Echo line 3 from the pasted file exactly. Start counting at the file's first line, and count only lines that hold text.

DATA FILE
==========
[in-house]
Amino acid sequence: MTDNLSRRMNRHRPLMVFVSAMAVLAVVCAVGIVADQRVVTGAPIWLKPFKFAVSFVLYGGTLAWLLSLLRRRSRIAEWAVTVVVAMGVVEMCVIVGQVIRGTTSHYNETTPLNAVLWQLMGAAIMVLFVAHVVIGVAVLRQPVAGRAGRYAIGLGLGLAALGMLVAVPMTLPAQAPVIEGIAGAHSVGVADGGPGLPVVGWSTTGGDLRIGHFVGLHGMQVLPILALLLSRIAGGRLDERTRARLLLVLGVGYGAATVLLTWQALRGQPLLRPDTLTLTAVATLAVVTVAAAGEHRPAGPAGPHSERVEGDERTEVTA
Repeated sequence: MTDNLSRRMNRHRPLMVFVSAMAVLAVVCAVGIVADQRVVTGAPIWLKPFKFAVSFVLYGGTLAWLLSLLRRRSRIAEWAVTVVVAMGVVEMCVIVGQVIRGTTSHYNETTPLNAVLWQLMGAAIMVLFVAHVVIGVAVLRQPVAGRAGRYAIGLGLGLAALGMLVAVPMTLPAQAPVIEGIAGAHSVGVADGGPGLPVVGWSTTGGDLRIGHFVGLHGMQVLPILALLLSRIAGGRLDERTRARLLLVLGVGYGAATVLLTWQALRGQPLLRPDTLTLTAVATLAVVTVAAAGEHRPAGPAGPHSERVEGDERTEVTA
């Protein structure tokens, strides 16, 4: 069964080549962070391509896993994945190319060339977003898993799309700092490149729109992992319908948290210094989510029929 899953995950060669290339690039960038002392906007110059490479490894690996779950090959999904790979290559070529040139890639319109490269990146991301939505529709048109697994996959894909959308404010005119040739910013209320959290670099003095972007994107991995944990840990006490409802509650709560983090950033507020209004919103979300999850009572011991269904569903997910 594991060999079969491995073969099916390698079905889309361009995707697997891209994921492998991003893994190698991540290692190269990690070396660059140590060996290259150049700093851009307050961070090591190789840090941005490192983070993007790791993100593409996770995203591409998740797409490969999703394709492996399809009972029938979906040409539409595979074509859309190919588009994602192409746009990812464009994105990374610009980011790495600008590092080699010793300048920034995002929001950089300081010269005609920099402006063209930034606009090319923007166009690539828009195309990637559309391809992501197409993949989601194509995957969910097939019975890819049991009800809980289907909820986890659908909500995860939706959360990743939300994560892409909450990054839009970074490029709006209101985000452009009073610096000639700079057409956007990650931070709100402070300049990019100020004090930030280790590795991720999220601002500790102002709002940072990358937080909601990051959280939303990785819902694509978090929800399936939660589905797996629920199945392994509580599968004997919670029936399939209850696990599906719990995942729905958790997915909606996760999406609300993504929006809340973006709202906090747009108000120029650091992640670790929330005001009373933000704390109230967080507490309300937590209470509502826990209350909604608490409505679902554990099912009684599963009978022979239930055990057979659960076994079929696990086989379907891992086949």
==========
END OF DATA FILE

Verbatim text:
Repeated sequence: MTDNLSRRMNRHRPLMVFVSAMAVLAVVCAVGIVADQRVVTGAPIWLKPFKFAVSFVLYGGTLAWLLSLLRRRSRIAEWAVTVVVAMGVVEMCVIVGQVIRGTTSHYNETTPLNAVLWQLMGAAIMVLFVAHVVIGVAVLRQPVAGRAGRYAIGLGLGLAALGMLVAVPMTLPAQAPVIEGIAGAHSVGVADGGPGLPVVGWSTTGGDLRIGHFVGLHGMQVLPILALLLSRIAGGRLDERTRARLLLVLGVGYGAATVLLTWQALRGQPLLRPDTLTLTAVATLAVVTVAAAGEHRPAGPAGPHSERVEGDERTEVTA